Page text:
Housing for police personnel in parts of Papua New Guinea are fast becoming a concern for those that bunk up in them.
Five police barracks in Western Highlands Province are rundown and need urgent renovation.
There are holes in the windows seals, broken staircases and leaking sewer pipes posing a health risk for police personnel and their families.
EMTV News visited Kimininga and Ela Police Barracks in Mt Hagen to see first hand the situation on the ground.
It is an eyesore and a health hazard for the police and their families, especially those living at the Kimininga and Ela Police Barracks in Mt Hagen.
The leak in the sewer pipes have been spewing out near by.
Human faeces and waste from the shared restroom facilities, are spilling out of the building and thick shrubs have grown around the area.
Due to the blockage in the sewerage pipes, those residing in the barracks have had to resort to building open pit latrines for use.
The Kimininga Police Barracks was initially built as single quarters, to house members of the police force who are single.
Gradually over the years, singles allowed their partners to move in and as time went on, babies were being born at the quarters.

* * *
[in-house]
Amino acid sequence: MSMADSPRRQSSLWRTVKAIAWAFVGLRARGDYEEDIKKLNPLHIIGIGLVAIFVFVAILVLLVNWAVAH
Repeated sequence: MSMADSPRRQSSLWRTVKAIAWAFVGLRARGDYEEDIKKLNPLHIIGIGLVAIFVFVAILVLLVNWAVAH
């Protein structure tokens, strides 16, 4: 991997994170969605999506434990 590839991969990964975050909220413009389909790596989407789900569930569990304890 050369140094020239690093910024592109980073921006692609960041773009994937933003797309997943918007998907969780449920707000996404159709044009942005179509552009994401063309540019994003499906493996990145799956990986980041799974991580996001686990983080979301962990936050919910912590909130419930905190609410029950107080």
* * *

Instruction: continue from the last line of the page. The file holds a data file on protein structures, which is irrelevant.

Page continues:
Today the barracks houses a number of families living in squalid conditions, each family has one room to themselves with shared facilities.
All this is a result of a shortage of housing within the police force in PNG.
Like Kiminiga barracks, Ela, St.Pauls, Gomis and Warakum Dog Unit Barracks were built during the colonial era, and have not seen any form of refurbishment or renovation for more than 30 years.
Western Highlands Provincial Police Commander, Jacob Kamiak said the situation at hand does not affect the duty of police personnel who live there.
He explained that while officers live in these unfit conditions, they carry-on with normal police duties daily.
Families of the police personnel told EMTV News that it is a nightmare they face everyday.
They described the stench from the leaking sewerage as unbearable.
However, most of these families have nowhere to go, so they live with it.
And with COVID-19 on the rise in the Province and the Country, these children and mothers are concerned that they may easily contract the virus through community transmission because of their living conditions.